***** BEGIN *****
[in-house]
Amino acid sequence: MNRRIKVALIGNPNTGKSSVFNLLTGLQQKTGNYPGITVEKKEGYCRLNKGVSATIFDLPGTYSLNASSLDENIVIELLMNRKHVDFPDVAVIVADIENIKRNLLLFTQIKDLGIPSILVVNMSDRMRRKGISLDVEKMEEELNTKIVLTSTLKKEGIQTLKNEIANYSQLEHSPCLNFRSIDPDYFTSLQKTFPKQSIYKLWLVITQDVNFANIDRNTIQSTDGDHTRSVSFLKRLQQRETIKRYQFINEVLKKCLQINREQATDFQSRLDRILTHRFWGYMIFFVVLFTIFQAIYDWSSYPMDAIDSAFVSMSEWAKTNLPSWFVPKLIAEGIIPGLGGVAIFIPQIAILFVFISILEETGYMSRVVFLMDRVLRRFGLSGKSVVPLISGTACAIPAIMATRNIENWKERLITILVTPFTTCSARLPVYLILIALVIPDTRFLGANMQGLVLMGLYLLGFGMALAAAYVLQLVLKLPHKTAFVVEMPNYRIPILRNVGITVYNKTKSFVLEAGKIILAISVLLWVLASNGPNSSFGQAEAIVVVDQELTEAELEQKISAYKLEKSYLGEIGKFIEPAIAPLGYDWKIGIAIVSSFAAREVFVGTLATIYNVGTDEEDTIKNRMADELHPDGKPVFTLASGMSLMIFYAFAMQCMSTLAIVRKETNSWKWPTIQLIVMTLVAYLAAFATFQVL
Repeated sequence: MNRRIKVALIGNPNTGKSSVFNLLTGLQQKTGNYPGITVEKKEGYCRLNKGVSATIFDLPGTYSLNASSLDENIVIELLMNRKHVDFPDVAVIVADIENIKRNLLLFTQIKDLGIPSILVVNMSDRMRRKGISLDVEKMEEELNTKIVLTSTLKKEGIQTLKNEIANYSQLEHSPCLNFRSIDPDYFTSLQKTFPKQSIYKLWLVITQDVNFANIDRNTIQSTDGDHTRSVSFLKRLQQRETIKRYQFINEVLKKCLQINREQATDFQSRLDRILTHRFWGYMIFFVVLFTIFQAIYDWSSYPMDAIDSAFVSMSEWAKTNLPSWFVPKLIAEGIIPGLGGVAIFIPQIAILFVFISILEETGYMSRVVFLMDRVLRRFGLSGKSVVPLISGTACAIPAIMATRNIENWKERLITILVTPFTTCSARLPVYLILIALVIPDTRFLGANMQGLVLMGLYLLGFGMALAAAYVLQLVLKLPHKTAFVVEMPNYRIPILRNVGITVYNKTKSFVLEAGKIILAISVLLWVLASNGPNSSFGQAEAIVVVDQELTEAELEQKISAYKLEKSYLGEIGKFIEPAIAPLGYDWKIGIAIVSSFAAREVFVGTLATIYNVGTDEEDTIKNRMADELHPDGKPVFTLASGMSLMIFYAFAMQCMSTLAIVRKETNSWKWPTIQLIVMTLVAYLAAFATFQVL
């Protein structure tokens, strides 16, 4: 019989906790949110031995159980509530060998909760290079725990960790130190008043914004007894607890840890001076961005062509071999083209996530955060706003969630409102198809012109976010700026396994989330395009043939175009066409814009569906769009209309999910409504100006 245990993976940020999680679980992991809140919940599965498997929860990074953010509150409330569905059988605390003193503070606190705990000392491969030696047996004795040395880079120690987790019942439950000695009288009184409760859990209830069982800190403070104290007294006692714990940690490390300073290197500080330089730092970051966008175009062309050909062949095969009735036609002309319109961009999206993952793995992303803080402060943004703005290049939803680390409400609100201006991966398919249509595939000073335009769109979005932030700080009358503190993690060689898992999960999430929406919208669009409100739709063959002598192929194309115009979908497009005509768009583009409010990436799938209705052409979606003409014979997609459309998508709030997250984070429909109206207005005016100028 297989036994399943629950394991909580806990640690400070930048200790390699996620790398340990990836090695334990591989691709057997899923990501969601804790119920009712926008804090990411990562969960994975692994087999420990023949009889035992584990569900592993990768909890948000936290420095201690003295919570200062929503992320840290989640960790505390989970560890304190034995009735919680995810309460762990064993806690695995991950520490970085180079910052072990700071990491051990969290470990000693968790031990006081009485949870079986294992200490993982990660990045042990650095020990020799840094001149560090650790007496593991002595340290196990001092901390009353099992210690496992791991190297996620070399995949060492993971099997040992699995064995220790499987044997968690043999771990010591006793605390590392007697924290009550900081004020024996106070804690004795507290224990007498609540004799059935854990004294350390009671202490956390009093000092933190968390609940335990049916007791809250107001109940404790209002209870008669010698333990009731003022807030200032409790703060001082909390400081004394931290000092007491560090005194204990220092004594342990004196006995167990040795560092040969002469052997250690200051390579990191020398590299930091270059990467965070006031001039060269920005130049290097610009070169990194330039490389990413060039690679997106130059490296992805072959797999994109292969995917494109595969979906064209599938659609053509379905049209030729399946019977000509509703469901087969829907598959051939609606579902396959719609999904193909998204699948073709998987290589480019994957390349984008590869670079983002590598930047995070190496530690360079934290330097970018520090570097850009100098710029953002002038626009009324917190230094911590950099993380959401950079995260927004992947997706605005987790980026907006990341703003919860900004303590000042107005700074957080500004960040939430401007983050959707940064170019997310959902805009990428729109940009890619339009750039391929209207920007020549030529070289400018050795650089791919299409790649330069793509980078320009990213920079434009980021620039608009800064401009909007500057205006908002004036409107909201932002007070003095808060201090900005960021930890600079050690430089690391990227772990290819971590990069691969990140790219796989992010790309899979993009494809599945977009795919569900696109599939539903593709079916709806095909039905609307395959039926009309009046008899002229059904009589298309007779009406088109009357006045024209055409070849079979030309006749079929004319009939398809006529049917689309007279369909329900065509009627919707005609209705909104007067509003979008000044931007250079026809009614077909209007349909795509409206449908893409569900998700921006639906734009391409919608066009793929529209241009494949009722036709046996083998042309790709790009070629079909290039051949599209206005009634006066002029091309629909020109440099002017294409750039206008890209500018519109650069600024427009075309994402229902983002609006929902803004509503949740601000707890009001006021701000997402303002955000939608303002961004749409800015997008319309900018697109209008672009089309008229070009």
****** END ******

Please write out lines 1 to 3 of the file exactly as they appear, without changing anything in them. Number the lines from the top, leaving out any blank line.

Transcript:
[in-house]
Amino acid sequence: MNRRIKVALIGNPNTGKSSVFNLLTGLQQKTGNYPGITVEKKEGYCRLNKGVSATIFDLPGTYSLNASSLDENIVIELLMNRKHVDFPDVAVIVADIENIKRNLLLFTQIKDLGIPSILVVNMSDRMRRKGISLDVEKMEEELNTKIVLTSTLKKEGIQTLKNEIANYSQLEHSPCLNFRSIDPDYFTSLQKTFPKQSIYKLWLVITQDVNFANIDRNTIQSTDGDHTRSVSFLKRLQQRETIKRYQFINEVLKKCLQINREQATDFQSRLDRILTHRFWGYMIFFVVLFTIFQAIYDWSSYPMDAIDSAFVSMSEWAKTNLPSWFVPKLIAEGIIPGLGGVAIFIPQIAILFVFISILEETGYMSRVVFLMDRVLRRFGLSGKSVVPLISGTACAIPAIMATRNIENWKERLITILVTPFTTCSARLPVYLILIALVIPDTRFLGANMQGLVLMGLYLLGFGMALAAAYVLQLVLKLPHKTAFVVEMPNYRIPILRNVGITVYNKTKSFVLEAGKIILAISVLLWVLASNGPNSSFGQAEAIVVVDQELTEAELEQKISAYKLEKSYLGEIGKFIEPAIAPLGYDWKIGIAIVSSFAAREVFVGTLATIYNVGTDEEDTIKNRMADELHPDGKPVFTLASGMSLMIFYAFAMQCMSTLAIVRKETNSWKWPTIQLIVMTLVAYLAAFATFQVL
Repeated sequence: MNRRIKVALIGNPNTGKSSVFNLLTGLQQKTGNYPGITVEKKEGYCRLNKGVSATIFDLPGTYSLNASSLDENIVIELLMNRKHVDFPDVAVIVADIENIKRNLLLFTQIKDLGIPSILVVNMSDRMRRKGISLDVEKMEEELNTKIVLTSTLKKEGIQTLKNEIANYSQLEHSPCLNFRSIDPDYFTSLQKTFPKQSIYKLWLVITQDVNFANIDRNTIQSTDGDHTRSVSFLKRLQQRETIKRYQFINEVLKKCLQINREQATDFQSRLDRILTHRFWGYMIFFVVLFTIFQAIYDWSSYPMDAIDSAFVSMSEWAKTNLPSWFVPKLIAEGIIPGLGGVAIFIPQIAILFVFISILEETGYMSRVVFLMDRVLRRFGLSGKSVVPLISGTACAIPAIMATRNIENWKERLITILVTPFTTCSARLPVYLILIALVIPDTRFLGANMQGLVLMGLYLLGFGMALAAAYVLQLVLKLPHKTAFVVEMPNYRIPILRNVGITVYNKTKSFVLEAGKIILAISVLLWVLASNGPNSSFGQAEAIVVVDQELTEAELEQKISAYKLEKSYLGEIGKFIEPAIAPLGYDWKIGIAIVSSFAAREVFVGTLATIYNVGTDEEDTIKNRMADELHPDGKPVFTLASGMSLMIFYAFAMQCMSTLAIVRKETNSWKWPTIQLIVMTLVAYLAAFATFQVL